Statelessness among Palestinians Abbas Shiblak

Statelessness among
Abbas Shiblak
(University of Oxford)
• Introduction & Definitions
• Palestinian nationality; historical background and causes of
• The status of Palestinians in host Arab states; Casablanca
Protocol and beyond
• Categories of statelessness
• Citizenship as a political instrument in the Palestinian context
• In search for passport: naturalisation in host countries
• Impact of statelessness; entitlement to rights, wellbeing,
mobility & the undocumented
• The issue of protection
• Durable solution and Palestinian citizenship
• Conclusion
Is a bond between the individual and the
state that ensures that an individual is able
to take on an identity under the law.
While it imposes certain obligations,
citizenship entitles the individual to
protection by the state and provides a
legal basis for the exercise of many civil
and political rights.
Universal Declaration of Human
“everyone has the right to a
nationality” and that “no-one shall
be arbitrarily deprived of his
Article 15
Principles for granting
• jus soli (an individual’s place of birth or
relationship to territory),
• jus sanguinis (and individual’s
parentage, descent or blood
relationship), or
• the relationship established with a state
through long-term residence in its
1954 Convention relating to the
Status of Stateless Persons
Stateless person is a “person who is
not considered as a national by any
state under the operation of its law”.
Article 1
Palestinian nationality; historical
Ottoman subjects; Palestinians in the late 19th
century, like all inhabitants of the Empire...
British Protected subjects under the British mandate
after WWI – 1948
Equal citizenship in the two states – Jewish and Arab
– proposed in 1947 by the UN Res:181, 2 states
Denial of statehood: Israel –Jordan correlationPalestinian nationality ceased
Israel: indigenous Palestinians are residents not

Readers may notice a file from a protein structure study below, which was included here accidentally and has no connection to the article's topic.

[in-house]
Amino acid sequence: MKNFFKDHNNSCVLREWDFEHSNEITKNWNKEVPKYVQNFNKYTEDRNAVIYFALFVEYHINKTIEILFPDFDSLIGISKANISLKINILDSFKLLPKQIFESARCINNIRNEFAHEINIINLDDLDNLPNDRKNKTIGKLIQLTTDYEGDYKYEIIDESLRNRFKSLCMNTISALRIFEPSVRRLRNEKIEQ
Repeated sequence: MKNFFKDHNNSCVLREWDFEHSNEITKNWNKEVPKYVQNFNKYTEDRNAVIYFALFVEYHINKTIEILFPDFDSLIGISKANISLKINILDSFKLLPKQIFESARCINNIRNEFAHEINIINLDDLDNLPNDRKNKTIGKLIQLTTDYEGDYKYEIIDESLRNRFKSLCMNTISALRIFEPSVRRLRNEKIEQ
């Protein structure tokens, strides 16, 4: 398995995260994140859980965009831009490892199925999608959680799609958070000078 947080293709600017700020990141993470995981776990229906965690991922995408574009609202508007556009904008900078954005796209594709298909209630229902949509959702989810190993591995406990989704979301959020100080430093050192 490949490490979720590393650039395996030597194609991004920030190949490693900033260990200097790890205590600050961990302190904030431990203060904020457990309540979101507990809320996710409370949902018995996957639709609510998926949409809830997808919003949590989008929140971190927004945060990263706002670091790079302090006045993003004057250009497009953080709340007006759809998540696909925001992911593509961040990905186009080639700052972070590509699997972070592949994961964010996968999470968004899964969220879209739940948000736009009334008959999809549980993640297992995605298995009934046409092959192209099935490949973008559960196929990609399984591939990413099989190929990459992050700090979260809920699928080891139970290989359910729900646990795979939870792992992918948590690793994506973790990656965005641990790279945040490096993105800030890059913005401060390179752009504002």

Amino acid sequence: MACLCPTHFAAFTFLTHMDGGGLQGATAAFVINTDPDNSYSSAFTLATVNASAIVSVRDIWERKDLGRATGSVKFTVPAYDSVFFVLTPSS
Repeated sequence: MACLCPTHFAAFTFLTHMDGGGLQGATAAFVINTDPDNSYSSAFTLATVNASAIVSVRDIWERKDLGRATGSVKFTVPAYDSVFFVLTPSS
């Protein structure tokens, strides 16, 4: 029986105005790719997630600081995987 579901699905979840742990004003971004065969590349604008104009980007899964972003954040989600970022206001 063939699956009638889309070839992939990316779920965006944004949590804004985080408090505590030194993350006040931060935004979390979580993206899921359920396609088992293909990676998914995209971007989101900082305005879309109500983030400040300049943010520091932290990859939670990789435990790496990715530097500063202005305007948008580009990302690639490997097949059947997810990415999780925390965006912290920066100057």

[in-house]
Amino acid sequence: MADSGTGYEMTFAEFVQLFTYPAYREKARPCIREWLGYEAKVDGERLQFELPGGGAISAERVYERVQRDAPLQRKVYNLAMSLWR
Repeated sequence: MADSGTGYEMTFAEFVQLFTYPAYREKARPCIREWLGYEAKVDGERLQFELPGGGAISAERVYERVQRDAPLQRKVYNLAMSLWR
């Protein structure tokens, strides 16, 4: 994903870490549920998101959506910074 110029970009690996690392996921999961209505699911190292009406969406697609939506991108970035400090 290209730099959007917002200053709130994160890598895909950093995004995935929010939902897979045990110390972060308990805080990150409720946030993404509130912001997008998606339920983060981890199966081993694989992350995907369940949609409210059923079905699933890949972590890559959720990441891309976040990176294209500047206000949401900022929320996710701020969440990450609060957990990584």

PA passport/ travel document until the establishment of
full fledged Palestinian state
Casablanca Protocol of
September 1965
• To grant Palestinian refugees full social
and economic rights equal to that of
their own citizens.
• To provide the refugees with special
travel document issued by the host
Arab government without granting
them their nationality.
Holders of the ‘Refugee Travel Document’ (RTD) issued by host
Arab states that include Syria, Lebanon, Egypt and Iraq.
Holders of passport of convenience, mainly temporary Jordanian
passports mainly some inhabitants of the West Bank.
Holders of the Palestinian passport/travel document issued by the
PNA which is still considered a travel document until a fully fledged
Palestinian state comes to existence,
Palestinian inhabitants of Jerusalem who still carry Jordanian
passport for convenience or an Israeli laissez passer but not prove
of citizenship by the Jordanian authorities
Thousands of undocumented refugees in Lebanon, Syria, Iraq,
Kuwait and other Gulf States whose documents were not renewed
by the host countries that issued them. Also Palestinians who
exceed time allowed on their visit visas and live without valid
documents in PNA controlled areas.
The royal decree on 31July 1988
• Surrendering his claim to the West Bank
and severing legal and administrative ties
with it.
• The nullification of the 1950 unity of the
two sides of the river Jordan.
• Stipulates: “Every person residing in the
West Bank before 31st July 1988 is to be
considered a Palestinian, not a Jordanian
citizen.”, Article 2
Citizenship is the right to have
Is nothing less than what Marshall and
others described:
‘the right to have rights… Remove this
priceless possession and there
remains a stateless person, disgraced
and degraded in the eyes of his
The Poet Mahmoud Darwish
"These forgotten ones, disconnected
from the social fabric, these
outcasts, deprived of work and equal
rights, are at the same time
expected to applaud their oppression
because it provides them with the
blessings of memory."
Palestinian asylum seeker in UK
‘Being uprooted from one’s own homeland
is a devastating experience. To live
stateless, deprived of basic rights in the
country of refuge means that you are
doomed. By being uprooted, you may
have lost the past; by losing your basic
rights, you are losing the future as well’.
• The majority of the Palestinians are stateless.
• The statelessness aspect of Palestinian refugees more than any
thing has shaped the experience of the exiled Palestinians
• A peace agreement should widen the options for the refugees and
address all aspects of the refugee issue including the right for
citizenship and equal rights for Palestinians in countries they live in.
• A full fledged and viable Palestinian state would be catalyst to
resolution of the refugee issue but there should be no illusions that a
Palestinian state would be enough in itself to resolve all aspects of
the refugee issue.
• The regional aspect of the refugee issue therefore should not be
overlooked. All regional and international actors should be involved
in a comprehensive peace agreement..
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